The symposium continues on March 15 with three panel discussions in the morning: at 8:30 a.m. mental health and law enforcement issues, at 9:30 a.m. veterans’ issues and post-traumatic stress disorder and at 11 a.m. mental health issues and treatment in the community. A special introduction of J. Paul Taylor will happen at 10:45 a.m.
Afternoon sessions will begin at 1: 30 p.m. with a presentation titled “In Our Own Voice” followed by a talk at 2 p.m. about integrating mindfulness practice in diverse communities. A performance from a NMSU’s theater department will follow at 3:45 p.m. titled “The Invisible Becomes Visible,” written by NMSU faculty. At 5 p.m., an episode of the documentary series “Labeled,” produced by faculty from NMSU’s Creative Media Institute, will be screened. The goal of the project is to share the films in Las Cruces schools and to help the public gain a better understanding of mental illness by hearing about it from people who live with it.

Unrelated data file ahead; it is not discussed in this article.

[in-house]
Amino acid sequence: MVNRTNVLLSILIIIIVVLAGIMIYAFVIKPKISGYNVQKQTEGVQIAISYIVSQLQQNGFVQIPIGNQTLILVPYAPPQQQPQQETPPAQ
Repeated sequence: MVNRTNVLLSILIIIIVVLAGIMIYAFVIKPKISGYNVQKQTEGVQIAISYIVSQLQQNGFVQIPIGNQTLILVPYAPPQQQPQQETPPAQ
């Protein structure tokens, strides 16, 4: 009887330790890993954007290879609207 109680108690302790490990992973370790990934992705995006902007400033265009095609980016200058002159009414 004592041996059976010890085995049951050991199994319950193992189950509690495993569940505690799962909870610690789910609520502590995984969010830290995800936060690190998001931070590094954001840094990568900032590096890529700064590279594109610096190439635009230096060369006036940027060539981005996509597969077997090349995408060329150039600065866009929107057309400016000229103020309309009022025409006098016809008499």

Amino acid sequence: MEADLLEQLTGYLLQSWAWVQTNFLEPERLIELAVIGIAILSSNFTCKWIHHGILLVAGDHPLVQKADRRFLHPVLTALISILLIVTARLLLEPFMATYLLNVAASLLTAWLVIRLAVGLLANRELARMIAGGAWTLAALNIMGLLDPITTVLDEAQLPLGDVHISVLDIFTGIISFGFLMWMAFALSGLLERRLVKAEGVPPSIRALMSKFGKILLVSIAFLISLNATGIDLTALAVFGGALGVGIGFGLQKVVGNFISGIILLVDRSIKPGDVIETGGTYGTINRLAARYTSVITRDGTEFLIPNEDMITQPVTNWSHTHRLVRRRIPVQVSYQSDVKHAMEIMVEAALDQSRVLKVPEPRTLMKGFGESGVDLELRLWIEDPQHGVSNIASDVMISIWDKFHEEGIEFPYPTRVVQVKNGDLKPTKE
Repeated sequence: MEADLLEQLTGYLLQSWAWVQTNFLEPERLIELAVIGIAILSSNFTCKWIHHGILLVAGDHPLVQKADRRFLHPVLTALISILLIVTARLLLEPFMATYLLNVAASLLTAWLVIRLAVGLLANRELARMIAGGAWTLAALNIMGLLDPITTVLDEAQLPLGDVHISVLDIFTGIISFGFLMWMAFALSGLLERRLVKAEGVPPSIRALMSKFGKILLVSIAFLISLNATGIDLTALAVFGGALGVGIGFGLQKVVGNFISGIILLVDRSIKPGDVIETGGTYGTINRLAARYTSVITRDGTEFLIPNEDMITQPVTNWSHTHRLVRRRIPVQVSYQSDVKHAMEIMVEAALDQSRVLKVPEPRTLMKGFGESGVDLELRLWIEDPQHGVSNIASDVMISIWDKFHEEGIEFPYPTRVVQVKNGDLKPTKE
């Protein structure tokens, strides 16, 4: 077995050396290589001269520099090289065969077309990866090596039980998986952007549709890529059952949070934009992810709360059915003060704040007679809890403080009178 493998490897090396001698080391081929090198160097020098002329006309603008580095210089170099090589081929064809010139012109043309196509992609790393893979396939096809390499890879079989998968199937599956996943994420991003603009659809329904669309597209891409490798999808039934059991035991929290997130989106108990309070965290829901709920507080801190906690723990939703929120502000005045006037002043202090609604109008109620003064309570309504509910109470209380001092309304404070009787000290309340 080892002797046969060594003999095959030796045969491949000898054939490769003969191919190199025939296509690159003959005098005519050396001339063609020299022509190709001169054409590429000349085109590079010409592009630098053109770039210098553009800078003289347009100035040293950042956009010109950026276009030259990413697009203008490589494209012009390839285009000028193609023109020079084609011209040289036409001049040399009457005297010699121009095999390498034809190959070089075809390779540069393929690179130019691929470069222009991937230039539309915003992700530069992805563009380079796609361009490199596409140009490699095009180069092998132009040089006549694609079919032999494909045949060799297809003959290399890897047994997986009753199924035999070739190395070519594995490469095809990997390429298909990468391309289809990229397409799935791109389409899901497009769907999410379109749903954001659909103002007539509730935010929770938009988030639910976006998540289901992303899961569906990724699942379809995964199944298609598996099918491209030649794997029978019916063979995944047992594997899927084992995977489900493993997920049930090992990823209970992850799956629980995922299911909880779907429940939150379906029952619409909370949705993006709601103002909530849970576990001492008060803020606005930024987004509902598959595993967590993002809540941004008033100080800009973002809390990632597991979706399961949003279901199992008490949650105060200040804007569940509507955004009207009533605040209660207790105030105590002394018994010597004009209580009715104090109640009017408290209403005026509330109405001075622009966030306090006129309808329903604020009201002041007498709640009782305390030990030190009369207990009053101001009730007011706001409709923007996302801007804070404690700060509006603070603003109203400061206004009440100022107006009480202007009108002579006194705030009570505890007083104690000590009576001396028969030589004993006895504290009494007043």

After the film, the symposium concludes with remarks by co-chairs Lanasa and Deshors and a reception.
The J. Paul Taylor Social Justice Symposium is designed to grow upon existing university and community partnerships through reciprocal education, outreach and strategizing as part NMSU’s land-grant goals. Each year scholars, students, community participants and policy makers gather from across the state and region to explore, learn and work together on tactics for reform and justice.
Previous topics have included social justice for LGBTQ identities, justice for migrant youth and children, environmental justice and justice for children of detained and incarcerated parents.
The events are free and open to the public. For more information and schedules, visit the J. Paul Taylor Social Justice Symposium website at http://artsci.nmsu.edu/en/13th-annual-j-paul-taylor.